Think about this scenario: if you are in a lecture or class, and you are distracted by some intrusive thoughts, remembering an argument you had that morning, multitasking on your phone while the teacher lectures, and shifting in your seat often because you are physically uncomfortable, you will remember far less of the lecture than if you paid full attention. Splitting attention uses valuable resources in areas other than to take note of the events we want to store in our memories.
What is happening during those moments of full attention that allows an experience to be embedded?

Generally, moments of heightened attention correlate to a particular sweet spot of neurotransmitters in the prefrontal cortex. Consider the analogy of a radio. When we want to tune in clearly to our favorite station and then program that station in, we need to lock on to the signal and simultaneously inhibit outside static, then commit it to a particular dedicated button. This is similar to what our neurotransmitters do when we are paying attention. Some of them, like norepinephrine, amplify the relevant signal while others, like dopamine, inhibit irrelevant static or distraction. And still others, like acetylcholine, help glue in the experience we’ve locked onto for quick and easy reference. So when we feel ourselves paying attention, we are feeling this well-orchestrated harmony of stimulus amplification and inhibition of distractions.

There’s yet another critical piece of this process that has the power to turbo-boost the glue of the newly forming memory, and that’s our emotions. The more intensely we feel an emotion during the experience, the more attention we pay to the experience and the more deeply we embed the memory.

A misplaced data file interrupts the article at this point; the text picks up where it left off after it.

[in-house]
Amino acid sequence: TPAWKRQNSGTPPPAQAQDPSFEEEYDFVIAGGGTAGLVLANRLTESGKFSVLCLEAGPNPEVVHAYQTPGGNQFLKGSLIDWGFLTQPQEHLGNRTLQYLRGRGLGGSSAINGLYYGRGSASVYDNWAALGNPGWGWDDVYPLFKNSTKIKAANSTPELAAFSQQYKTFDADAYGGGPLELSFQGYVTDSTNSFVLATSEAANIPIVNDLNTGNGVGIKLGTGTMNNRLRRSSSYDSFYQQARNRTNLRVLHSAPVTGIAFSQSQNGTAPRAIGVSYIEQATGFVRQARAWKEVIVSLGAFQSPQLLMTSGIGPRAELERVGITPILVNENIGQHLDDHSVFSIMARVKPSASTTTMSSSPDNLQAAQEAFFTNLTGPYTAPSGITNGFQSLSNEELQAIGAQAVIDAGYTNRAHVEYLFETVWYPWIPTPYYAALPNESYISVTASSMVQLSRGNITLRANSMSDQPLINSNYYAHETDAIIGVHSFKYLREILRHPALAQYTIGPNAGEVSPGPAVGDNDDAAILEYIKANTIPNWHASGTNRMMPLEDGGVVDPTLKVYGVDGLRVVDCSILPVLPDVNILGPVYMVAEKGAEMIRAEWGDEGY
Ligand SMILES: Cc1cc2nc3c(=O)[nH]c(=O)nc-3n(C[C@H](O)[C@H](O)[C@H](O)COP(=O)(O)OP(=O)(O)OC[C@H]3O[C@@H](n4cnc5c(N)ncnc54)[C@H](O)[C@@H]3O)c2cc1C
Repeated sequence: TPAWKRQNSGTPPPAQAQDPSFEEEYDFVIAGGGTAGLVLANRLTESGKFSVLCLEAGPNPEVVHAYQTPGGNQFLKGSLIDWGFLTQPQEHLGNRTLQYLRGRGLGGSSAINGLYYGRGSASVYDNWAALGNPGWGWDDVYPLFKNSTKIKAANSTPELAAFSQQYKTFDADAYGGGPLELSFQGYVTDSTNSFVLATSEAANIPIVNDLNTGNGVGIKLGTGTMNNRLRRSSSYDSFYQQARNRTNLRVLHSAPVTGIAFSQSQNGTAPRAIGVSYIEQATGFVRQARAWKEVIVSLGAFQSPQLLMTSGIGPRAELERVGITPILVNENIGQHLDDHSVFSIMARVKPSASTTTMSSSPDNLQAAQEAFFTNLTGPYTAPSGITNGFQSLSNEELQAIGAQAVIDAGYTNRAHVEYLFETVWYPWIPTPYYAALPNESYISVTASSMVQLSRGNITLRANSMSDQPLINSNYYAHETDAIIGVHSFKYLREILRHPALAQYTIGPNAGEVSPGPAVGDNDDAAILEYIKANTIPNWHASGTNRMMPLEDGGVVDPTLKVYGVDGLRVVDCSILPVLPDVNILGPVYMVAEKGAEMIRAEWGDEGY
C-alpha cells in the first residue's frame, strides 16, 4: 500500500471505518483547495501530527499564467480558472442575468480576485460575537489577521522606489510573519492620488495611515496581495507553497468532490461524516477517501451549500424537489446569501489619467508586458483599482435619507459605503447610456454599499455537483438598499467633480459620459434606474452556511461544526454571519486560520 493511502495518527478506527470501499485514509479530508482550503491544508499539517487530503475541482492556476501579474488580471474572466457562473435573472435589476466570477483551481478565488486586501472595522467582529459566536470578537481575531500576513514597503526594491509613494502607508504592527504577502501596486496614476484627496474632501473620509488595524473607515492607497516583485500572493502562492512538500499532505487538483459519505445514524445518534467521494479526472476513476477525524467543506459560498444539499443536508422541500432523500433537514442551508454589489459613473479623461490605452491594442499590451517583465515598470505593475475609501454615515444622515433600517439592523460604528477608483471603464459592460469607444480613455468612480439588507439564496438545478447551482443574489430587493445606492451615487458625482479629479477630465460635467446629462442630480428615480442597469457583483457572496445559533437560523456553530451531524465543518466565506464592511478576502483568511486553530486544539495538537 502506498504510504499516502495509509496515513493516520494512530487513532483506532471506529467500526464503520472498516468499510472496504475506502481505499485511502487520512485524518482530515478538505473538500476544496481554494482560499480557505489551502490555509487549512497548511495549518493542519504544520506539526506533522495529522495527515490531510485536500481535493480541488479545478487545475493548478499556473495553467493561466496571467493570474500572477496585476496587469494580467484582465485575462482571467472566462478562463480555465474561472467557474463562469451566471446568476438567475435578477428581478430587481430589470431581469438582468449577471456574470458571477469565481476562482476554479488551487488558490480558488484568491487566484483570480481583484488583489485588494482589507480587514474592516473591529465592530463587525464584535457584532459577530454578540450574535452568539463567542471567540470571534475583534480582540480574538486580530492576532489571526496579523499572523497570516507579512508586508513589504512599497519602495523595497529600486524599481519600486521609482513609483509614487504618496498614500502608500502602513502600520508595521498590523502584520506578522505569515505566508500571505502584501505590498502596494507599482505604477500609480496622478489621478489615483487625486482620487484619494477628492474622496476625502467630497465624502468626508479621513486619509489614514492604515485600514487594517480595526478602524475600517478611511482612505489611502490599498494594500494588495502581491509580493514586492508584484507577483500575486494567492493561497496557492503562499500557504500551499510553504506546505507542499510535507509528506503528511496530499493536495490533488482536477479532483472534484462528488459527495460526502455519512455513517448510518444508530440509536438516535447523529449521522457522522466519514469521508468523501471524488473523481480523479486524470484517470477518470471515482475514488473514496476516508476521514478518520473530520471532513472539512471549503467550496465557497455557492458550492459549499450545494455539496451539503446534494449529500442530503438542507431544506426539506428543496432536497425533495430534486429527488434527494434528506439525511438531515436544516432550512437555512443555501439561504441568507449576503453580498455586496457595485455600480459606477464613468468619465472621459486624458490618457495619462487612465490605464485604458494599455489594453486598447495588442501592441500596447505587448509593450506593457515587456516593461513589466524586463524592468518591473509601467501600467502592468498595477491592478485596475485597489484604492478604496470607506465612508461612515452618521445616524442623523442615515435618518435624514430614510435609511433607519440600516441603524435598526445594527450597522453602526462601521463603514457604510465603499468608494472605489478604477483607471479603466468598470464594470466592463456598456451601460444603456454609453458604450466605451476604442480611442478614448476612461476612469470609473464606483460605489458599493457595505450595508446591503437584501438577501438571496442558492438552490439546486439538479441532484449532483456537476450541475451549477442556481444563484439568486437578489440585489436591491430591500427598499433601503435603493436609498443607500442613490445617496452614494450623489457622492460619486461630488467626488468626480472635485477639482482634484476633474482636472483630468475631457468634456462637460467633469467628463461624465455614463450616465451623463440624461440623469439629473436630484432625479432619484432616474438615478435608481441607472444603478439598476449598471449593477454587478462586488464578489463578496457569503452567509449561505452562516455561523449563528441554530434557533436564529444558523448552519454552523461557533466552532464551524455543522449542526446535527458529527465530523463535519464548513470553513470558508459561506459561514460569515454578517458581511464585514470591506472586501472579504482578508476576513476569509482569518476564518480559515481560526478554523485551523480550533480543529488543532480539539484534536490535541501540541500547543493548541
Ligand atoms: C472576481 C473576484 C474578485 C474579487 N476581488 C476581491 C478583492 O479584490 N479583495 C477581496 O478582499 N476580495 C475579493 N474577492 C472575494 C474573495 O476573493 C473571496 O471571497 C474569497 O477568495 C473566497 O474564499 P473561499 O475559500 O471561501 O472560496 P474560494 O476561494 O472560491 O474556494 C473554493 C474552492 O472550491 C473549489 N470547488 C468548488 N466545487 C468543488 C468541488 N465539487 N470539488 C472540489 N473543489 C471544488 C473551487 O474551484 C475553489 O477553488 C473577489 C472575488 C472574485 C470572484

Fear is one of the strongest mapping emotions. Maybe this is an evolutionary gift to keep us from putting ourselves in harm’s way too often. A good jolt of fear during an experience has the power to make that memory last an entire lifetime. Sadly, the more we use fear as a lens through which we view the world, the more fear makes a home in our memories. And if we layer version on top of version in our memories, the fear charge can bleed through to all other memories. This comes with the associated rise in stress hormones, contraction, and impaired digestion and cognitive functioning.

The process becomes even more complex as stress hormones impair our ability to relax. What science is now finding is that a period of brain rest after an experience is vital to our ability to store that memory more deeply. Remember, the hippocampus is an integral part of creating and storing our memories and is easily damaged by these very same stress hormones. This part of the limbic system plays a critical role in the creation of the episodic memory, but the storage of this memory over the long term involves translating the experience across to other structures of the brain, like the neocortex.